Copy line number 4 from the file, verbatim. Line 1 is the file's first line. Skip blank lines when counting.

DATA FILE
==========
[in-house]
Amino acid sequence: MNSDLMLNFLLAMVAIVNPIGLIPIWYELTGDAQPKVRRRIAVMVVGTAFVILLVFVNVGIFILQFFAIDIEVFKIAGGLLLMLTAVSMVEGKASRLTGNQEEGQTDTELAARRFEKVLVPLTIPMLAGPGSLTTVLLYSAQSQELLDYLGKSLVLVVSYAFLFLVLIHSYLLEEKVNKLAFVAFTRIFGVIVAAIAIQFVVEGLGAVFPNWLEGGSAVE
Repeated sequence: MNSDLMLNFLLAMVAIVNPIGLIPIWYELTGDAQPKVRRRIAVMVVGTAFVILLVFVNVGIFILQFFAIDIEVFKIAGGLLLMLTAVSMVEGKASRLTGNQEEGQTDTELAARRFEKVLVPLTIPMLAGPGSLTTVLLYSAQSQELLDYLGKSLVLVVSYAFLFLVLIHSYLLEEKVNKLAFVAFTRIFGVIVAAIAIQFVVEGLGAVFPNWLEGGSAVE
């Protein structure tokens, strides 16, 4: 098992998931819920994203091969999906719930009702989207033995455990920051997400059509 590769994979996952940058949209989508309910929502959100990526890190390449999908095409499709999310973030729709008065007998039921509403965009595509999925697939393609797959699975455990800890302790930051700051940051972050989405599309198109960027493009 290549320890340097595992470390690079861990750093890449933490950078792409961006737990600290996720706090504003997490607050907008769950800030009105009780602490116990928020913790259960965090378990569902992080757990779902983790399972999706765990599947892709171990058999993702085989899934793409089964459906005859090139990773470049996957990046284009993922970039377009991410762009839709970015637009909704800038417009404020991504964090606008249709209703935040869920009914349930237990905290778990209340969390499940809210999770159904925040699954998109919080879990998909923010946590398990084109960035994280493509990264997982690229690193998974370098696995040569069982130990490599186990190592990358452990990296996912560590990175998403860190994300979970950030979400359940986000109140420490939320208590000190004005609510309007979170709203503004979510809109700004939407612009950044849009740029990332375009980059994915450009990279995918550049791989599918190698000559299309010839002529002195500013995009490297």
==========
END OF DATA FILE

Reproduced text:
């Protein structure tokens, strides 16, 4: 098992998931819920994203091969999906719930009702989207033995455990920051997400059509 590769994979996952940058949209989508309910929502959100990526890190390449999908095409499709999310973030729709008065007998039921509403965009595509999925697939393609797959699975455990800890302790930051700051940051972050989405599309198109960027493009 290549320890340097595992470390690079861990750093890449933490950078792409961006737990600290996720706090504003997490607050907008769950800030009105009780602490116990928020913790259960965090378990569902992080757990779902983790399972999706765990599947892709171990058999993702085989899934793409089964459906005859090139990773470049996957990046284009993922970039377009991410762009839709970015637009909704800038417009404020991504964090606008249709209703935040869920009914349930237990905290778990209340969390499940809210999770159904925040699954998109919080879990998909923010946590398990084109960035994280493509990264997982690229690193998974370098696995040569069982130990490599186990190592990358452990990296996912560590990175998403860190994300979970950030979400359940986000109140420490939320208590000190004005609510309007979170709203503004979510809109700004939407612009950044849009740029990332375009980059994915450009990279995918550049791989599918190698000559299309010839002529002195500013995009490297």